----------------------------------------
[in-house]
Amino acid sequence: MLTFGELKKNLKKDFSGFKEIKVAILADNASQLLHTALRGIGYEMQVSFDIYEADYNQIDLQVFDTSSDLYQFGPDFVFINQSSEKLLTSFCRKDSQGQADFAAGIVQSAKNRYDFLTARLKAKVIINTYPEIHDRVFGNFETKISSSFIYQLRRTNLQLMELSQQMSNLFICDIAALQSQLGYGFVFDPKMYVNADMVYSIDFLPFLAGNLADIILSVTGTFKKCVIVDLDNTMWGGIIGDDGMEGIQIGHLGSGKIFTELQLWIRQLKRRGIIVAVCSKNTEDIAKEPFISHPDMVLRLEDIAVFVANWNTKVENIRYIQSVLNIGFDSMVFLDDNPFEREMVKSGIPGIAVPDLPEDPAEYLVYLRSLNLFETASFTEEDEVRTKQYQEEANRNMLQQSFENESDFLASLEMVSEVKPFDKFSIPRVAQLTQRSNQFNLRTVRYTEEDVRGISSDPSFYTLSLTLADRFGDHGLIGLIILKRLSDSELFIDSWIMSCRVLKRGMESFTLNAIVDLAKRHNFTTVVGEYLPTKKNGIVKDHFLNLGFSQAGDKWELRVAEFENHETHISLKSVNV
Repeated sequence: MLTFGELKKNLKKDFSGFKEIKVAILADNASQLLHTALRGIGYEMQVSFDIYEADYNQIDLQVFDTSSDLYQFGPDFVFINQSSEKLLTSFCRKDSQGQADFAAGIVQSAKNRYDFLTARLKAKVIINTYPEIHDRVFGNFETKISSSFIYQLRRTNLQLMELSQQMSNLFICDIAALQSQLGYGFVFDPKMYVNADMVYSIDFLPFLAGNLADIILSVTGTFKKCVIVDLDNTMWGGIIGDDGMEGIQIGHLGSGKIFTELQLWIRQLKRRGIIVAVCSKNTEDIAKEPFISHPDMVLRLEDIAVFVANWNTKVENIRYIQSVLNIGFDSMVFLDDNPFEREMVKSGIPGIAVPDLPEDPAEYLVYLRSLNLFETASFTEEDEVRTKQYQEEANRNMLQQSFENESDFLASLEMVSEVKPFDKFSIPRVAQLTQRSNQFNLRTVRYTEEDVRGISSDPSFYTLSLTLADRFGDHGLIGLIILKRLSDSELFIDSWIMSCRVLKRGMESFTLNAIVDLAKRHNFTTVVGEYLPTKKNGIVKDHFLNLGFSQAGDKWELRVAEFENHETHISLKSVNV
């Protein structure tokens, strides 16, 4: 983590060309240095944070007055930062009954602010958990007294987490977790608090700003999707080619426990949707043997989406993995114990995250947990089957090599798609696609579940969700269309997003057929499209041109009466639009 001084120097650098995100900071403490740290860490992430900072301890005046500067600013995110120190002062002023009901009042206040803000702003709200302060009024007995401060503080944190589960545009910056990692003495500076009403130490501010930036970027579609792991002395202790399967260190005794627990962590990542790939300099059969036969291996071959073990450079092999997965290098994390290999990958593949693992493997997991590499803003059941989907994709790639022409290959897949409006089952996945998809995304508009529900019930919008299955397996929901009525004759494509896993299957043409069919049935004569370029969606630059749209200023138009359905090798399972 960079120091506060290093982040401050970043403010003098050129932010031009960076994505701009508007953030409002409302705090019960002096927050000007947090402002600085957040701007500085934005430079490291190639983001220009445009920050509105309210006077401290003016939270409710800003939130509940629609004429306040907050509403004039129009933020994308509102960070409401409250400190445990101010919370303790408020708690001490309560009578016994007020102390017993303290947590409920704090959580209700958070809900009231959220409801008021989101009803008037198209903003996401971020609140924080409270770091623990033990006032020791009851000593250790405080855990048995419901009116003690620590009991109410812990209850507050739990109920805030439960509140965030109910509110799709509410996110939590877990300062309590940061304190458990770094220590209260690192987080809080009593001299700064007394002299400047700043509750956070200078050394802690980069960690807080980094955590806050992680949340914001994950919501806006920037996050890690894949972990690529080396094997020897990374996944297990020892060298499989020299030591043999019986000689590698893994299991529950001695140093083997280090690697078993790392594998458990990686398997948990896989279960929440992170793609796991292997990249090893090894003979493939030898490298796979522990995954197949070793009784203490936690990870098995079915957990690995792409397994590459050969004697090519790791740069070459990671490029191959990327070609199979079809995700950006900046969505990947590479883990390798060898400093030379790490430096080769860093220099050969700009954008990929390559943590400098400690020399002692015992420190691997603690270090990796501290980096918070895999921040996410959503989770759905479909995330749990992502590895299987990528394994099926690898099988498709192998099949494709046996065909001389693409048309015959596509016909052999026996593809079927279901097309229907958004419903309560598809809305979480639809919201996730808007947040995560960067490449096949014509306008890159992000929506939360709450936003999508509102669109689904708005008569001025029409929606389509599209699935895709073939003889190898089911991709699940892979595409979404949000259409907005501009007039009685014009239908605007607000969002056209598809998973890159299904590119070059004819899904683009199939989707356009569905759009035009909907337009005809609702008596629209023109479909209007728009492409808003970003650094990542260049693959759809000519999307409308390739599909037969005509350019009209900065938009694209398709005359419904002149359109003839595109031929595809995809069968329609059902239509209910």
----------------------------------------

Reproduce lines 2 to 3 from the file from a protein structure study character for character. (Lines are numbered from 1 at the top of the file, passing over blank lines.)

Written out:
Amino acid sequence: MLTFGELKKNLKKDFSGFKEIKVAILADNASQLLHTALRGIGYEMQVSFDIYEADYNQIDLQVFDTSSDLYQFGPDFVFINQSSEKLLTSFCRKDSQGQADFAAGIVQSAKNRYDFLTARLKAKVIINTYPEIHDRVFGNFETKISSSFIYQLRRTNLQLMELSQQMSNLFICDIAALQSQLGYGFVFDPKMYVNADMVYSIDFLPFLAGNLADIILSVTGTFKKCVIVDLDNTMWGGIIGDDGMEGIQIGHLGSGKIFTELQLWIRQLKRRGIIVAVCSKNTEDIAKEPFISHPDMVLRLEDIAVFVANWNTKVENIRYIQSVLNIGFDSMVFLDDNPFEREMVKSGIPGIAVPDLPEDPAEYLVYLRSLNLFETASFTEEDEVRTKQYQEEANRNMLQQSFENESDFLASLEMVSEVKPFDKFSIPRVAQLTQRSNQFNLRTVRYTEEDVRGISSDPSFYTLSLTLADRFGDHGLIGLIILKRLSDSELFIDSWIMSCRVLKRGMESFTLNAIVDLAKRHNFTTVVGEYLPTKKNGIVKDHFLNLGFSQAGDKWELRVAEFENHETHISLKSVNV
Repeated sequence: MLTFGELKKNLKKDFSGFKEIKVAILADNASQLLHTALRGIGYEMQVSFDIYEADYNQIDLQVFDTSSDLYQFGPDFVFINQSSEKLLTSFCRKDSQGQADFAAGIVQSAKNRYDFLTARLKAKVIINTYPEIHDRVFGNFETKISSSFIYQLRRTNLQLMELSQQMSNLFICDIAALQSQLGYGFVFDPKMYVNADMVYSIDFLPFLAGNLADIILSVTGTFKKCVIVDLDNTMWGGIIGDDGMEGIQIGHLGSGKIFTELQLWIRQLKRRGIIVAVCSKNTEDIAKEPFISHPDMVLRLEDIAVFVANWNTKVENIRYIQSVLNIGFDSMVFLDDNPFEREMVKSGIPGIAVPDLPEDPAEYLVYLRSLNLFETASFTEEDEVRTKQYQEEANRNMLQQSFENESDFLASLEMVSEVKPFDKFSIPRVAQLTQRSNQFNLRTVRYTEEDVRGISSDPSFYTLSLTLADRFGDHGLIGLIILKRLSDSELFIDSWIMSCRVLKRGMESFTLNAIVDLAKRHNFTTVVGEYLPTKKNGIVKDHFLNLGFSQAGDKWELRVAEFENHETHISLKSVNV